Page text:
Dedications: My four late friends Rory, Stan, Bryan, Jeff - shine on you crazy diamonds, they would have blogged too. Then theres Garry from Brisbane, Franco in Milan, Mike now in S.F. / my '60s-'80s gang: Ned & Joseph in Ireland; in England: Frank, Des, Guy, Clive, Joe & Joe, Ian, Ivan, Nick, David, Les, Stewart, the 3 Michaels / Catriona, Sally, Monica, Jean, Ella, Anne, Candie / and now: Daryl in N.Y., Jerry, John, Colin, Martin and Donal.

Tuesday, 28 December 2010

Autumn Sonata

I find Ingmar Bergman a very polarising director - while I yield to no-one in my admiration for a dozen or so of his films, a lot of his other ones I simply had no interest in seeing at all! So for all those favourites like THE SEVENTH SEAL, WILD STRAWBERRIES, SMILES OF A SUMMER NIGHT, THE SILENCE, PERSONA, CRIES AND WHISPERS, AUTUMN SONATA or FANNY AND ALEXANDER there are others like THE SERPENT'S EGG or those Liv Ullmann psychodramas like FACE TO FACE or SCENES FROM A MARRIAGE that I just did not want to see, (highly regarded though they were), not even his one with Elliott Gould THE TOUCH! His opera film of THE MAGIC FLUTE is sheer delight though, one I liked a lot, and it was also good to see THE MAGICIAN from '58 recently (as per review on that), and I keep meaning to catch up with those other early '60s ones THROUGH A GLASS DARKLY and WINTER LIGHT (which with THE SILENCE - which I first saw aged 18 when new in London in 1964 - form a trilogy). Then of course there are his earlier ones from the early '50s of which I have only seen SUMMER WITH MONIKA. Ingmar certainly had a prodigious output. One stage production of his which I saw in 1970 (in fact I went to it twice) was his HEDDA GABLER with Maggie Smith at her most intense, set as it was in red rooms with black dressed characters - very austere.

I also remember going to see AUTUMN SONATA twice during its initial run in 1978, as I found it endlessly fascinating. This of course sees Ingrid Bergman back in Sweden and it provides her with a last great cinema role - I felt at the time that she and Liv Ullmann should have jointly won the best actress Oscar as they are both mesmerising and give towering performances. Bergman at this stage was already battling cancer. Her last performance was as Golda Meir for television in 1980, where she had no vanity at all as the Israeli leader.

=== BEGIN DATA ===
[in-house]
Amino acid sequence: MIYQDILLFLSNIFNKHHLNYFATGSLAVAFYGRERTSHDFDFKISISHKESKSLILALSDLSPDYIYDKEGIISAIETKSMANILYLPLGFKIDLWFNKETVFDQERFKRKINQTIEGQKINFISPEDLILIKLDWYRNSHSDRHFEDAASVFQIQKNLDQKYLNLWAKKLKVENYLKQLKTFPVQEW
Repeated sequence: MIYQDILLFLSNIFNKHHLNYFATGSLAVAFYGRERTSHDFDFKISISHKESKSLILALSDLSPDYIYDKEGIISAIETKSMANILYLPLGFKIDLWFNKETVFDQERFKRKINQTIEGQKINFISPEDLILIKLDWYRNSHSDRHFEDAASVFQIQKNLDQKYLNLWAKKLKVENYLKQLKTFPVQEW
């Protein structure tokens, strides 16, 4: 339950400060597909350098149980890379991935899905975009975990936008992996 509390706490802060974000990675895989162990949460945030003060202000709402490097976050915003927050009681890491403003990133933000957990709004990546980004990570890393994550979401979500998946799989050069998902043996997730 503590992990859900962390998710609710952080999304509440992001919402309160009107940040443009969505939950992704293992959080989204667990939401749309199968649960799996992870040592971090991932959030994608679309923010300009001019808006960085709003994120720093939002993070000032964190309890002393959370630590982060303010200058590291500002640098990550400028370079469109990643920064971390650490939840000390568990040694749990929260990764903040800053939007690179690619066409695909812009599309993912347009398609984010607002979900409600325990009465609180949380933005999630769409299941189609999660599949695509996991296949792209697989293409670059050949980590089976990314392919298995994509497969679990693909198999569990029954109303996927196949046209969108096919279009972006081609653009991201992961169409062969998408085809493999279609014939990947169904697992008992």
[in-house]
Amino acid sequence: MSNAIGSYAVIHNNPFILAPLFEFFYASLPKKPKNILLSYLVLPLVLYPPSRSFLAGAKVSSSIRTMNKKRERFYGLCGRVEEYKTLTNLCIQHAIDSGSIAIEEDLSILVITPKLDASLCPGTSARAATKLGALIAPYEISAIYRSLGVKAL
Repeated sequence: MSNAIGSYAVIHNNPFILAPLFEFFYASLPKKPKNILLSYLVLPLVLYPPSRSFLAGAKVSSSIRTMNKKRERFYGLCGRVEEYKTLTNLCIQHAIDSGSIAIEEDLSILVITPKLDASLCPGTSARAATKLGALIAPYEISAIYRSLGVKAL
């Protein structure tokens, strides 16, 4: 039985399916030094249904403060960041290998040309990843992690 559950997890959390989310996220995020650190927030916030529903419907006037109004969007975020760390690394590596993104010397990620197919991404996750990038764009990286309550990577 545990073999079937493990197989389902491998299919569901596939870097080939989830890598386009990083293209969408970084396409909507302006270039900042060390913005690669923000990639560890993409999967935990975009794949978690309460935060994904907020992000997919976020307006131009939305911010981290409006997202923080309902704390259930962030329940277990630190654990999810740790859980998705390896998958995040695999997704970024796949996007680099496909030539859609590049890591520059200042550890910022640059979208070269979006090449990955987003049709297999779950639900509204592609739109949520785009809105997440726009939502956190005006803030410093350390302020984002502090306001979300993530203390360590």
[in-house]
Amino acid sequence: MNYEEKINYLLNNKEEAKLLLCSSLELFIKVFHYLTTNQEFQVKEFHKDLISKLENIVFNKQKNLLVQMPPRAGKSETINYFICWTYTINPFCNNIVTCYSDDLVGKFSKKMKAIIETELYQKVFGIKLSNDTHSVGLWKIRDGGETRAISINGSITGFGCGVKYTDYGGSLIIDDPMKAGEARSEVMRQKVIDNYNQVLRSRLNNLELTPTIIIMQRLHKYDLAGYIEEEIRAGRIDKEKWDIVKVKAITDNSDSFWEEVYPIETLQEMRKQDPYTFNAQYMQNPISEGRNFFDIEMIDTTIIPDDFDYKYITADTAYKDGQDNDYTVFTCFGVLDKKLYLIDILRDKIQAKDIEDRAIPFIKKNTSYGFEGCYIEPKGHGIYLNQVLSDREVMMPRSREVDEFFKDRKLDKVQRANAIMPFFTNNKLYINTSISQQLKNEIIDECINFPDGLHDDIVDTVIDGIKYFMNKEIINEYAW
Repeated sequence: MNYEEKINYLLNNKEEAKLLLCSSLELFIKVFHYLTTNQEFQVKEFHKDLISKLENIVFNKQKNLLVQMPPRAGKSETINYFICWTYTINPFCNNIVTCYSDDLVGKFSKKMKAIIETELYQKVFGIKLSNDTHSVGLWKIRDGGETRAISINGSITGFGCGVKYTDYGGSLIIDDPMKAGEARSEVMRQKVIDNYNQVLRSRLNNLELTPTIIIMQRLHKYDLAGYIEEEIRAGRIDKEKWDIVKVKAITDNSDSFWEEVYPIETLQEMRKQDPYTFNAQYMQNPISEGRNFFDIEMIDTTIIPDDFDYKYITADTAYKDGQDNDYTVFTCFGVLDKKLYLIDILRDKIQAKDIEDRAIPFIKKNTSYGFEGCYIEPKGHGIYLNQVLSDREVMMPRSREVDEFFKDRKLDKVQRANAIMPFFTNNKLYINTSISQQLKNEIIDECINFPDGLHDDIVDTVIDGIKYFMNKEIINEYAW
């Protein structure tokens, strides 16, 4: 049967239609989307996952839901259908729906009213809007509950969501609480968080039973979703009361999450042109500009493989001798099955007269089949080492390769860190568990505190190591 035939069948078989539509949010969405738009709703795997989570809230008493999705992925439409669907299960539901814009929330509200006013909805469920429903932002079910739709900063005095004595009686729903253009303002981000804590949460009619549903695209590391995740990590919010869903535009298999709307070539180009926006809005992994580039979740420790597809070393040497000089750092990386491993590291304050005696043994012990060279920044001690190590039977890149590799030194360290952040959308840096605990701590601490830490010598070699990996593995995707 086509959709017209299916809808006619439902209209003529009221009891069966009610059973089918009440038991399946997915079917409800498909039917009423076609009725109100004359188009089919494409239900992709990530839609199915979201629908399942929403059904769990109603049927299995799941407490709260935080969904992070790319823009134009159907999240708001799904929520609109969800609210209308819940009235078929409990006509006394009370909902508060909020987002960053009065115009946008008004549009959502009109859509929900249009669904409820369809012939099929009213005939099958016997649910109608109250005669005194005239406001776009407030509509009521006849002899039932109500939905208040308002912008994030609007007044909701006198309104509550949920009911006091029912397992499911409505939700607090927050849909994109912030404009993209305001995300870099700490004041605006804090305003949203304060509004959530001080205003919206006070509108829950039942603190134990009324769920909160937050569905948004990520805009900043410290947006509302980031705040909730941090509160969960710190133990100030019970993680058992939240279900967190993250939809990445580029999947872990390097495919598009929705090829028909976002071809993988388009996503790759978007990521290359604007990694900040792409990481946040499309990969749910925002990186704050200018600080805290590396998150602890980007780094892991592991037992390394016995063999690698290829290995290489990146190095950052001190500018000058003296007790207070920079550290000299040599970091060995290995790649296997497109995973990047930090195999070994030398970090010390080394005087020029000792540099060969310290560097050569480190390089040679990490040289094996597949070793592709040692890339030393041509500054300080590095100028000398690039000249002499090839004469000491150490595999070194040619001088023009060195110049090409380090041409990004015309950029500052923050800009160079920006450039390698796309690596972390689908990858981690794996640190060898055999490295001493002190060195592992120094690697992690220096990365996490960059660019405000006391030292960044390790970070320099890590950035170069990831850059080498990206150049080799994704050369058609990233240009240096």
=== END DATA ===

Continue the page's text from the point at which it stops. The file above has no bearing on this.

Here she is Charlotte a well-known musician endlessly on tour who deigns to spend a few days with the daughter she has not seen in 7 years. Both women are initially uneasy in each other's company as Charlotte settles in and is horrified to discover that her other, severely disabled daughter whom she had consigned to an institution and forgotten about is also at the house as Eva (Ullmann) has taken her in and is caring for her.

Charlotte is a very talented, but completely self-absorbed woman. Eva has in her wretched state turned herself into a frump and does not seem to realise how much her pastor husband loves her. We now come to the stunning sequence where Charlotte asks her daughter to play for her and we watch mesmerised as every emotion, from pain to acceptance and maternal love, flickers over the mother's face as the daughter plays badly - then the artist in Charlotte takes over and she has to demonstrate how the Chopin piece should be played while we focus of Eva in closeup seething with rage and hated at her once adored mother, highlighting her own painful shame of inadequacy and mediocrity . A long night of the soul follows as mother and daugher accuse and lash out at each other - while the other unloved disabled daughter (Lena Nyman) also cries out in her pain and distress. It's Liv's cruelty toward her mother in that unforgettable late night diatribe that grips as the film unfolds to a kind of resolution. (It must have been harrowing for Ingrid Bergman, having the comparisions as it does with her first failed marriage and her leaving her daughter Pia, during her Rossellini period, though mother and daughter were later reconciled).

It all adds up to a beautiful and devastating film that I admire, and in the Bergman canon seems closest to CRIES AND WHISPERS in it's textures, the warm reds and the close-ups of the faces of wounded souls, as photographed by Bergman regular Sven Nykvyst (who went on to Woody Allen's rather similar INTERIORS next). The film is bleak (obviously) but not depressing and the resolution is slightly hopeful as Eva walks in the local cemetry loving observed by her husband, and Charlotte - her composure and public facade restored - continues on her tour, chatting to her agent (Gunnar Bjornstrand) on the train about those ordindary people going about their evening tasks, preparing meals etc in the houses they pass, as she goes to her next concert engagement, but perhaps she and Eva can get closer now and know more about each other, or will they never see each other again? It could be a hopeful optimistic conclusion, and a key '70s film.

Ingrid Bergman appeared several times on the London stage (A MONTH IN THE COUNTRY in '65 was an enormous hit, and I also saw CAPTAIN BRASSBOUND'S CONVERSION) and she was always very pleasant to meet and chat to, and I also saw her at a screening of CASABLANCA at the National Film Theatre where she was very informative on the film's production and answered everyone's questions. Despite the dramatics her sense of humour is also there in AUTUMN SONATA. Ullmann remains the best known of the Bergman actresses (Thulin, Harriet and Bibi Andersson etc) but her English speaking films are woefully dismal (POPE JOAN, THE ABDICATION, the widely derided remake of LOST HORIZON etc).

1 comment:

  1. Autumn Sonata is likley my second-favorite Bergman, after Through a Glass Darkly.